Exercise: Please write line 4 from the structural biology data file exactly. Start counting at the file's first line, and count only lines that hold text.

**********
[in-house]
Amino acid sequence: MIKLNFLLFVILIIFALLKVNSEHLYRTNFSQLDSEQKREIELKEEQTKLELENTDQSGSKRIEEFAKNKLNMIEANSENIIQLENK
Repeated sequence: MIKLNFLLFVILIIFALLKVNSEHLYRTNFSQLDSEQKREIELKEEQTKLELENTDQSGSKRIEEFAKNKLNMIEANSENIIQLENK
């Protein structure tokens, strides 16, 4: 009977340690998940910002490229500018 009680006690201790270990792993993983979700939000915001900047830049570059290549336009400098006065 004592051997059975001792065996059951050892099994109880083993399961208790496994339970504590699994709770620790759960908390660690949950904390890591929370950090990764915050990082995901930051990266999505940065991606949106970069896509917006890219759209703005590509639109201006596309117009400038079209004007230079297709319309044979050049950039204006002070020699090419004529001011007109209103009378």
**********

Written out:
């Protein structure tokens, strides 16, 4: 009977340690998940910002490229500018 009680006690201790270990792993993983979700939000915001900047830049570059290549336009400098006065 004592051997059975001792065996059951050892099994109880083993399961208790496994339970504590699994709770620790759960908390660690949950904390890591929370950090990764915050990082995901930051990266999505940065991606949106970069896509917006890219759209703005590509639109201006596309117009400038079209004007230079297709319309044979050049950039204006002070020699090419004529001011007109209103009378």